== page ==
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  7. Matthias Steiner

    Great read and one that truly resonates with how I feel about the topic!

    And yes… in SCN 3.0 (aka NextSCN) we’ll get a single platform that will feature community content, content marketing and classic marketing materials. From what I’ve heard from within the 1DX team this is by design/intent and it’s crucial that they ‘nail’ this combination in order to provide a great user experience!

    Cheers,

    matthias

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    1. John Appleby Post author

      I’m glad it resonates with you, given you are definitely one of the people generating the kind of content that SAP needs.

      I linked you tot he back channel conversation we have been having about what prompted me to write this blog (it’s not fair to the individual that prompted it to be singled out), but there is an element from that conversation I’d like to take to the public domain.

      Your content has more views and likes than a similar person using a classic marketing style. It has more comments and engagement. No doubt that based on those metrics, it influences customer behavior more. However you measure it, this makes your content measurably better.

      So what’s preventing a cultural revolution in SAP marketing? Why are people like you still in the minority?


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      1. Timo Elliott

        “Because cultural change takes time” (and it takes evidence to convince the doubters, so thanks for this post!).

        By the way, I have a sideline activity of “marketing marketing to marketing” both inside and outside SAP — here’s a presentation I gave today that touches on some of the themes above — ESPECIALLY the need for community, and the need to “be human” : Evangelism and The Future of Digital Marketing

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      2. Audrey Stevenson

        John: Timo hits the nail on the head: we are turning a tide and that takes time.

        I can vouch that Timo is one of THE most ardent advocates inside SAP of shifting away from old-school marketing. While I cannot share his blog posts from our internal JAM groups, he writes about many of the points made in the slide deck he shared above.

        And BTW, Timo, I love the deck. Thank you for sharing it with the community!

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        1. John Appleby Post author

          That makes sense. Revolution starts somewhere. What I’m not sure about is whether there aren’t other ways to do this.

          For instance, the areas which do a good job of this are really clear. You could make a list of 20-30 people in SAP that do it really well. Why not task each of those with making a difference to one other person in a different team and taking them on a journey?

          Incite change from the inside, as well as the outside?

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  8. Gurdeep Dhillon

    Hi John,

    This is inspired.  We run a content marketing hub called the Customer Edge (www.custedge.com) but we treat it as a standalone site rather than host on SCN (it used to be here until May of 2014).  Our target audience is Sales, Marketing, Customer Service, and Commerce.

    Would love to hear your thoughts about our approach.  We definitely feel like revolutionaries…although I think we would all appreciate it if we were able to stop swimming against the current.

    Best,

    Gurdeep

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    1. Jelena Perfiljeva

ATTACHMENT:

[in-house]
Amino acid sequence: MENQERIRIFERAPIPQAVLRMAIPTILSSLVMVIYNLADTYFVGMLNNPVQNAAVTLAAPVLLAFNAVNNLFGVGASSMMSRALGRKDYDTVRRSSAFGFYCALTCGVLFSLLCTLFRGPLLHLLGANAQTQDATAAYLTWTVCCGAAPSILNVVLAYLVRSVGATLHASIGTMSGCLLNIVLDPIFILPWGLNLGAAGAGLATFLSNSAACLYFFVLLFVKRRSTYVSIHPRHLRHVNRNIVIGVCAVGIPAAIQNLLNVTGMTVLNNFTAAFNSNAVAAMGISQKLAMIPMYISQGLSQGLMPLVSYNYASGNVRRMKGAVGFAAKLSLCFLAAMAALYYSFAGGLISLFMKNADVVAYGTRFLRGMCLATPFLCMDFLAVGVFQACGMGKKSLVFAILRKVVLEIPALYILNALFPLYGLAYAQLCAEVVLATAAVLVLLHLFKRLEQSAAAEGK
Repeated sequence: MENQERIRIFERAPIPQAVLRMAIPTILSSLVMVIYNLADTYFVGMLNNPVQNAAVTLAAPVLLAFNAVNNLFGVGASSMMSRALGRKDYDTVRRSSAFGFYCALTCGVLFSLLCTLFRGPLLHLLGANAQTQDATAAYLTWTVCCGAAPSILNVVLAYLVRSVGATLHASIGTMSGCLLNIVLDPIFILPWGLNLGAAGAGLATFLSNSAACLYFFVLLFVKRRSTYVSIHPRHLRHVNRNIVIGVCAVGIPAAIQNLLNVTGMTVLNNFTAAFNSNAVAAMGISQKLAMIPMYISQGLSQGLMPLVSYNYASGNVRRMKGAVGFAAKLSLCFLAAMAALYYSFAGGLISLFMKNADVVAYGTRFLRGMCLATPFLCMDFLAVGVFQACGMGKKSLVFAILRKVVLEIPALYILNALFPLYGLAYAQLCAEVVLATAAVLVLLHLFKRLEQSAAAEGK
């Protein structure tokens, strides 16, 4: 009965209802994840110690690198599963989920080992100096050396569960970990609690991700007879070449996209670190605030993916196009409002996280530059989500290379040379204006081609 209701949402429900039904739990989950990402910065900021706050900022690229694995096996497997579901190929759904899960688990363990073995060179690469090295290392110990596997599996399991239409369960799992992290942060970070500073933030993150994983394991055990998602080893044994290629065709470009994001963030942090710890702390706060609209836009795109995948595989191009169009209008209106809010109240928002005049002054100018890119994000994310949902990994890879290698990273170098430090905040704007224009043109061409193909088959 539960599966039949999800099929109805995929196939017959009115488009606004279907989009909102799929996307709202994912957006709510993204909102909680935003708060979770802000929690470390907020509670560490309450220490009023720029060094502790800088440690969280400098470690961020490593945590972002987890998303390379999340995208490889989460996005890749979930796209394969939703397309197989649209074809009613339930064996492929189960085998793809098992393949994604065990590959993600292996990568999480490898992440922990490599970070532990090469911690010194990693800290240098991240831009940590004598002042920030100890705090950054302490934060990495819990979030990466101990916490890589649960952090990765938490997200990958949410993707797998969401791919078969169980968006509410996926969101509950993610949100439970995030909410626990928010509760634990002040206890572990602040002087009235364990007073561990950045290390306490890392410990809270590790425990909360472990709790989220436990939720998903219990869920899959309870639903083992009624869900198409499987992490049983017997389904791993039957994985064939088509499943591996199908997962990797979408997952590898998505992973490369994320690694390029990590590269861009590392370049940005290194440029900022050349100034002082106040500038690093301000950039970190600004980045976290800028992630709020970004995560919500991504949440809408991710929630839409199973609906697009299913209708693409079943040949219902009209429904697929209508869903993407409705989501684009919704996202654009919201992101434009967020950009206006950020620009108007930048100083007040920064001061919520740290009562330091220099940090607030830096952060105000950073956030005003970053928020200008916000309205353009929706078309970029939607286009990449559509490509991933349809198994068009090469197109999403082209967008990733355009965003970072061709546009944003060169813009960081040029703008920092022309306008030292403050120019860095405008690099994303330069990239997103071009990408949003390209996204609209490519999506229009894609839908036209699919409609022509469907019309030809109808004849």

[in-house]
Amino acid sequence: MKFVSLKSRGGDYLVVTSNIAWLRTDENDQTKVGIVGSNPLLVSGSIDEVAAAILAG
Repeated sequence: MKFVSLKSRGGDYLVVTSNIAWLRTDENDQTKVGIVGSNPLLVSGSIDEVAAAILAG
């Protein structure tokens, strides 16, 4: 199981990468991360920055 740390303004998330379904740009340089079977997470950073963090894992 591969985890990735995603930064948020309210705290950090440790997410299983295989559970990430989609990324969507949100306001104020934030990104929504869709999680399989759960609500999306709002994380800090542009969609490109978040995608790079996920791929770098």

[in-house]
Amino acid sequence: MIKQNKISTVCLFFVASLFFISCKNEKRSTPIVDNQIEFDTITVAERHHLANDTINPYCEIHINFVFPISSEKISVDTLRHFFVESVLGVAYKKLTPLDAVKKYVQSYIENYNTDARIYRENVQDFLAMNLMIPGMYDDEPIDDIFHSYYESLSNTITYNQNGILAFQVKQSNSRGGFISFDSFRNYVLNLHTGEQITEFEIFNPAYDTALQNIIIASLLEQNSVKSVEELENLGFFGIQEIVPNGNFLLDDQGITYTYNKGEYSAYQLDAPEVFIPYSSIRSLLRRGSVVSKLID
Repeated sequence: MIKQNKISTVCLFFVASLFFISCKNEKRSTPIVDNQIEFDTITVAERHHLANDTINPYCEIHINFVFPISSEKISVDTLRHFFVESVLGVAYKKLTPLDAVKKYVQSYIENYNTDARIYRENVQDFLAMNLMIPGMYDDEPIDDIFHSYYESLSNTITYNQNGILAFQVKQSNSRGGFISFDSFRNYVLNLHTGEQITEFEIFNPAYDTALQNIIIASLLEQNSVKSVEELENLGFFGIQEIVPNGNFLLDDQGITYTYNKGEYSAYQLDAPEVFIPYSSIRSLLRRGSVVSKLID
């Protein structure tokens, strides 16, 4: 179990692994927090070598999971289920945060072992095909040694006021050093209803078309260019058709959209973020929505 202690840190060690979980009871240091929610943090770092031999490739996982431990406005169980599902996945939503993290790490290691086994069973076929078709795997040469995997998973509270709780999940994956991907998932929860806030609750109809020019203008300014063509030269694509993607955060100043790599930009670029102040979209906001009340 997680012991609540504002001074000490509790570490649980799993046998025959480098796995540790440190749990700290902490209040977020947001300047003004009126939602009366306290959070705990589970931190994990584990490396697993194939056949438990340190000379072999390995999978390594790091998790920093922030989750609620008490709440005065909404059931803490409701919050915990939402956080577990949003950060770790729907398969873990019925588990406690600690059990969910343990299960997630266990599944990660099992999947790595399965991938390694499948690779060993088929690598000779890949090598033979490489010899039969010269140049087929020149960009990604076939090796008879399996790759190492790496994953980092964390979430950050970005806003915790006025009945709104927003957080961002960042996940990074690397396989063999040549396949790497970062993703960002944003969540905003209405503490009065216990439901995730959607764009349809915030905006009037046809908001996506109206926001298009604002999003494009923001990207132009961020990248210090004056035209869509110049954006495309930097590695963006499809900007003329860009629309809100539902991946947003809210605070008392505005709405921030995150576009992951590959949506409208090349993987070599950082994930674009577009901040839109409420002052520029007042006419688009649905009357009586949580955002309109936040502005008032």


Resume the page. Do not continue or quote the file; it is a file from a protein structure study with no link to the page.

I’m not John but checked out the website and like it a lot actually. Visual design is good, navigation is simple and intuitive. Read a couple of articles from the home page and liked them as well. I believe it was the right decision to move this out of SCN – it’s really a completely different direction.

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  9. Tim Clark

    Hi John, interesting post but feels like the “abolish marketing” discussion is one we had a few years ago. As you pointed out, the SAP Community is growing and evolving. Trying to preserve its strictly developer past as we head into the future seems a bit short sighted. There’s a lot of content on SCN that doesn’t appeal to me – and there’s a lot that does 😉 . I can only assume this is the same for all Community members. I work hard every single day to get SAP-ers to lay off the marketing jargon and overused buzzwords and I think we have largely succeeded to that extent with spaces like SAP Business Trends (which attracted 2 mil. page views last year). Is all of the content “spot-on”, free of sales pitches and custom tailored to please every Community member? Of course not. It’s a space for brand enthusiasts so naturally, you’re going to see a lot of positive stories and news with links back to (hopefully) valuable content that the core Community and plenty of new visitors will find useful. We should absolutely continue to call out disingenuous content to the best of our ability – but let’s also lighten up a bit and embrace the authentic stuff.  – Tim

    Also pertinent to this discussion from yours truly: The War on Authenticity

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    1. Jelena Perfiljeva

      Tim, I think that the content that caused most of, uhm, discontent on SCN was, essentially, negative value information. I.e. it’s neither educational nor informative nor entertaining nor even authentic. Actually it’s something that should not  be posted anywhere ever, not just moved out of SCN. For example, the blogs saying, in a nutshell, that “SAP has solutions for Cloud / IoT / <insert any buzzword here>. Read more. <link to SAP site>”. I’m always struggling to understand who would ever need this? Is there a single person out there who has Internet access but doesn’t know how to google “SAP solutions for Cloud” and cannot find the SAP site themselves?